California Cars


#1

I am looking at buying a pre-owned 1999 Ford Explorer XLT with 4.0 liter V6. I have a '98 and love it, but Old Green is pretty worn out. The '99 was brought inland from southern California. My question is: Are there any horsepower or fuel efficiency differences between those made for the southern California market and elsewhere in the U.S.? Also, are there any changes or adjustments necessary for operating at a higher altitude?


#2

All those altitude changes are made by modern electronics and since you specify Southern CA I say there is no difference in a Southern CA car than a car made for the rest of the state or Nation (in 1999).

My 2004 FORD F-150 has a sticker on it saying “Meets all EPA and CA ULEV standards” one truck that meets all standards,not a seperate vehicle for CA and the rest.


#3

I greatly apreciate your taking time to respond. Just a couple of additional notes: If California emissions are more stringent than the rest of the country, and they are (ppm), then by default, if a car meets California standards, it also meets EPA. Also, at higher altitudes, different fuel octane is needed. At lower levels (like southern California), minimum is 87, however in Colorado, Wyoming, Montana, and other, minimum is 85. Does cause some difference in performance, and can cause “Check Engine” lights to come on (as does oxygenated fuel or fuel that is 10% ethanol. The difference may not be noticeable to most. Just looking for scientific data. Thanks.


#4

Most modern cars have anti-knock sensors and monitoring systems to adjust for a range of fuel octane ratings and altitudes. Using lower octane gas will give you a bit less HP but still run OK.

Read the owner’s manual regarding recommended fuel. If it says “premium fuel recommended” you can use a lower grade without problems. If it says: “premium fuel required”, than stick with it.

Twotone


#5

The ECM will adjust for altitude up to 10,000 feet. Yes, there WILL be a significant power loss, YOU will lose some power too at high elevation…This has nothing to do with emissions systems or gas octane. It has to do with lack of oxygen…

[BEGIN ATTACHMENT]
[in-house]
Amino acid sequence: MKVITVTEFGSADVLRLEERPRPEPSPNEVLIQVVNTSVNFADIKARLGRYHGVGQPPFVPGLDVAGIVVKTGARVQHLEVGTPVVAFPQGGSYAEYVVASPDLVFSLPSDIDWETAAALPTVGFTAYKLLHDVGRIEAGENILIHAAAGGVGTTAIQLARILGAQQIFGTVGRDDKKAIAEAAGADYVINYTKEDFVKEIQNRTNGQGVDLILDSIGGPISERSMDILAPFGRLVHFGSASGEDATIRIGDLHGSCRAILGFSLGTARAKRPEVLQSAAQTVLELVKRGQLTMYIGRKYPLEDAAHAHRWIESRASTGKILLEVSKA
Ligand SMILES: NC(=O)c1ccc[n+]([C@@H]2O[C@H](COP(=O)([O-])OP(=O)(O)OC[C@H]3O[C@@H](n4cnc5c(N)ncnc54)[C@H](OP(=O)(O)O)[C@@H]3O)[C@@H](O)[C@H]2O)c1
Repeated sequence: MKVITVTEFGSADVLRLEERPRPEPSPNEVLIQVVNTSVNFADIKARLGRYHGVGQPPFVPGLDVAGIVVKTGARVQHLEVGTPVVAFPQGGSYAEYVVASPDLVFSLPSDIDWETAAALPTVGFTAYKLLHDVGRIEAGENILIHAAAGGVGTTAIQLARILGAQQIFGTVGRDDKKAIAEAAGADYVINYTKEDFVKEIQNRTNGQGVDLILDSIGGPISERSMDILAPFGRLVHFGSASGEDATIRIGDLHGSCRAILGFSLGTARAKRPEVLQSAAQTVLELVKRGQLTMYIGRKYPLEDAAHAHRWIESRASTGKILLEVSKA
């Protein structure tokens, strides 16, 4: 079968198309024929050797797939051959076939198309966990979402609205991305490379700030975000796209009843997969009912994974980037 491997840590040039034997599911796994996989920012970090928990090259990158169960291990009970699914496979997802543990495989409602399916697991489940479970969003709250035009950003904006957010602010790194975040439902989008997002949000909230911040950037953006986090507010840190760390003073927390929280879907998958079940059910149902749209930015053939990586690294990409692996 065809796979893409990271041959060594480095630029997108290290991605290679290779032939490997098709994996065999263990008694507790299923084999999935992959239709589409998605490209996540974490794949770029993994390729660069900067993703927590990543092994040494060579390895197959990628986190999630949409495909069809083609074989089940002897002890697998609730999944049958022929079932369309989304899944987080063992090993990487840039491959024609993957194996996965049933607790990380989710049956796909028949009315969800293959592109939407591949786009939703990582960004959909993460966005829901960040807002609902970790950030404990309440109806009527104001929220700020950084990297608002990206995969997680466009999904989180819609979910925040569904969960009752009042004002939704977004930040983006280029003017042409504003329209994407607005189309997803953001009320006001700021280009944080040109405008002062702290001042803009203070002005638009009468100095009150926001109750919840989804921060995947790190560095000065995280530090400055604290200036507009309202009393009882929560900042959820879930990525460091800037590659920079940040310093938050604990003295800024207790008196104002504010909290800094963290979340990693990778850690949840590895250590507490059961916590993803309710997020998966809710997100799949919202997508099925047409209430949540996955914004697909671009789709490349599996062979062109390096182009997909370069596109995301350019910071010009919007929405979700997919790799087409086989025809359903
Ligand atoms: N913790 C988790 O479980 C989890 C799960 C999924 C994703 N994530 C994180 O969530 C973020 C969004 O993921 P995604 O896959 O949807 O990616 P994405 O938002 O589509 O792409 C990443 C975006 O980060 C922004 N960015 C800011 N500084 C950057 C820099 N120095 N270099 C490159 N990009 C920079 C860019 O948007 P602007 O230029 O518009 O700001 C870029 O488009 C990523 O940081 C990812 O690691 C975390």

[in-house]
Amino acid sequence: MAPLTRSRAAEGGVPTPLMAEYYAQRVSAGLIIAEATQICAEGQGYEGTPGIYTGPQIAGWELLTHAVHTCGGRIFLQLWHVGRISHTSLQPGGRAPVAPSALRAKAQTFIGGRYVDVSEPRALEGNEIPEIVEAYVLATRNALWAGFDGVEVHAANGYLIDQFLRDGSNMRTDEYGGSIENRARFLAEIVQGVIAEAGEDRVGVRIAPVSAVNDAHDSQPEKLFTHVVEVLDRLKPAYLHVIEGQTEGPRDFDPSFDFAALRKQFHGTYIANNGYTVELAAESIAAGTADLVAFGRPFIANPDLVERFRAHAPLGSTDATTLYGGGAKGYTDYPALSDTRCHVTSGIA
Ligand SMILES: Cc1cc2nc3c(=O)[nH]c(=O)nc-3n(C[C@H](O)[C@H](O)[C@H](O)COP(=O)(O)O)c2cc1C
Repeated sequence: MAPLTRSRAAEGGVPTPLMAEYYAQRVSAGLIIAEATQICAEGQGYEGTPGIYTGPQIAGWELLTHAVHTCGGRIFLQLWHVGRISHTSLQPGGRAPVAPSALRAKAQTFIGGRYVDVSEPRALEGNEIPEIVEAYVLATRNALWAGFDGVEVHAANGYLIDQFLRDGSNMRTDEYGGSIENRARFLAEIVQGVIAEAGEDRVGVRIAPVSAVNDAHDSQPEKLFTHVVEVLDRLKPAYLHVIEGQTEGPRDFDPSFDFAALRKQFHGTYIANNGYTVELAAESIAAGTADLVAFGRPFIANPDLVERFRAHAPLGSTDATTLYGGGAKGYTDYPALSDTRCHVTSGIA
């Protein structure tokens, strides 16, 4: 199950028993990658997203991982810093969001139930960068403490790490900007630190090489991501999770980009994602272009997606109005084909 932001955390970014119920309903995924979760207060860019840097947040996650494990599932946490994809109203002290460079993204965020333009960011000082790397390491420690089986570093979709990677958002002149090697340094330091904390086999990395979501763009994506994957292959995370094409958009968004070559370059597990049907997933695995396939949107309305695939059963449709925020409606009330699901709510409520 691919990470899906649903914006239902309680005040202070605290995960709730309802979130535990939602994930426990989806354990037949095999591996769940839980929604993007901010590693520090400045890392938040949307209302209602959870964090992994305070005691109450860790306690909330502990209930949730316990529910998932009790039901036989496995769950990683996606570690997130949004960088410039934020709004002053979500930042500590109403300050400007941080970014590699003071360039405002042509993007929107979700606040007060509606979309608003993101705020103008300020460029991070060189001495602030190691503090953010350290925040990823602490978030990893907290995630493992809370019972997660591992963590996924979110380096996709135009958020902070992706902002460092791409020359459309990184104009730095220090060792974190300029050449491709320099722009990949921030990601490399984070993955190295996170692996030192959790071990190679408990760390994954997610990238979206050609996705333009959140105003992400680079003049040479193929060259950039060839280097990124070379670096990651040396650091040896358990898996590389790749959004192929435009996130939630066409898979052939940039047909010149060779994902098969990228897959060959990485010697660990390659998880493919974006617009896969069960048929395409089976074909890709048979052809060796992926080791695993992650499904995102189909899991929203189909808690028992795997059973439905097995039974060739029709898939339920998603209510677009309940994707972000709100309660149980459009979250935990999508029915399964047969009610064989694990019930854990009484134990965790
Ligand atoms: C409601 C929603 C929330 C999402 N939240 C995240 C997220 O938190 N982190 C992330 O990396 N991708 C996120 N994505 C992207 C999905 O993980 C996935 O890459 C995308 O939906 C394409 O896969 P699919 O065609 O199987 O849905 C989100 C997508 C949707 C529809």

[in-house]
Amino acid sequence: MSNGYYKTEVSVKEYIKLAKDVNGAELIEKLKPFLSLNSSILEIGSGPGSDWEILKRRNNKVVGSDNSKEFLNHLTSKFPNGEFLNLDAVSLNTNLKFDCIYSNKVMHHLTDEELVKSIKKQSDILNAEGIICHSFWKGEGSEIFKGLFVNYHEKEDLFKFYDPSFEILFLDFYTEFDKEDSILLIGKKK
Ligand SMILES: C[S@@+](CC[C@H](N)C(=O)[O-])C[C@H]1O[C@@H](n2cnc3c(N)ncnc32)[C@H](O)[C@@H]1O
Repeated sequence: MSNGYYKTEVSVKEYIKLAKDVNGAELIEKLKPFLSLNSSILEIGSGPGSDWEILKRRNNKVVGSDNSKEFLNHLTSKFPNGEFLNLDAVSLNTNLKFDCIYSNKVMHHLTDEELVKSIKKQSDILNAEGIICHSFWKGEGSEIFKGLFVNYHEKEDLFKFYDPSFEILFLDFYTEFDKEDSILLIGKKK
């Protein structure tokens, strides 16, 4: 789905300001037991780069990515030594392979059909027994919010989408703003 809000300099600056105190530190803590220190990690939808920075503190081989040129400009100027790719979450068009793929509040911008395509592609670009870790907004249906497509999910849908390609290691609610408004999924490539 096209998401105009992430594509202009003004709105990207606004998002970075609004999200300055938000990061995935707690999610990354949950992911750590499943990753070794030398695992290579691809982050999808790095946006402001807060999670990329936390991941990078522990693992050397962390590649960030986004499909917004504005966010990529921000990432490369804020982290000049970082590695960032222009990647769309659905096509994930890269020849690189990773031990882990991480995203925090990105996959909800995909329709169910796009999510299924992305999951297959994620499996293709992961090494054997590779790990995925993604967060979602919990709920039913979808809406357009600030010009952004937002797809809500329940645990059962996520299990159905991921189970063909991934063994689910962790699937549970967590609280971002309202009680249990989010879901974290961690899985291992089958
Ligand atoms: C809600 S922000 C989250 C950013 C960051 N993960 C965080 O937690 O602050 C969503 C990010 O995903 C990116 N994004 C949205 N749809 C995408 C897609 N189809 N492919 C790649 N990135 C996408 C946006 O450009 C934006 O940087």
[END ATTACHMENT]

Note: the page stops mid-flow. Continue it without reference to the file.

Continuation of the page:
#6

Specificaly which OBD2 codes will be set by either fuel with ethanol or operating a car at altitude?

Please don’t get offended by my writing style but I must say one thing we do at Car Talk is relentlessly explore/expose automotive myths.


#7

Ethanol: you’ll get a “too lean” code (P0171?) if you put excessive ethanol in the car. From personal experience, this happens on a '98 Ford Contour at about 40% ethanol.

What happens is that ethanol requires more fuel per qty. of air (a richer mixture) than gasoline. As more ethanol is added, the car automatically adjusts, until its range of adjustment is exceeded, at which point a code is triggered.


#8

I am talking about what type of code you will get if you use correctly blended fuel. You deserve a code if you use a 40% ethanol fuel if your car is not designed for it. The OP was suggesting that 10 ethanol fuels will set codes.

Who was selling 40% ethanol fuel? how did it end up in your car? You can’t blame the manufacture if you use the wrong fuel


#9

Just idle curiosity as to the limitations of my car, in the event EtOH ever becomes comparatively cheaper than gasoline.

Mixed regular gas and E85, adding an extra gallon each fill, unitl I got a code. (Never any drivability problems.) Got the code read and reset for free at the parts store.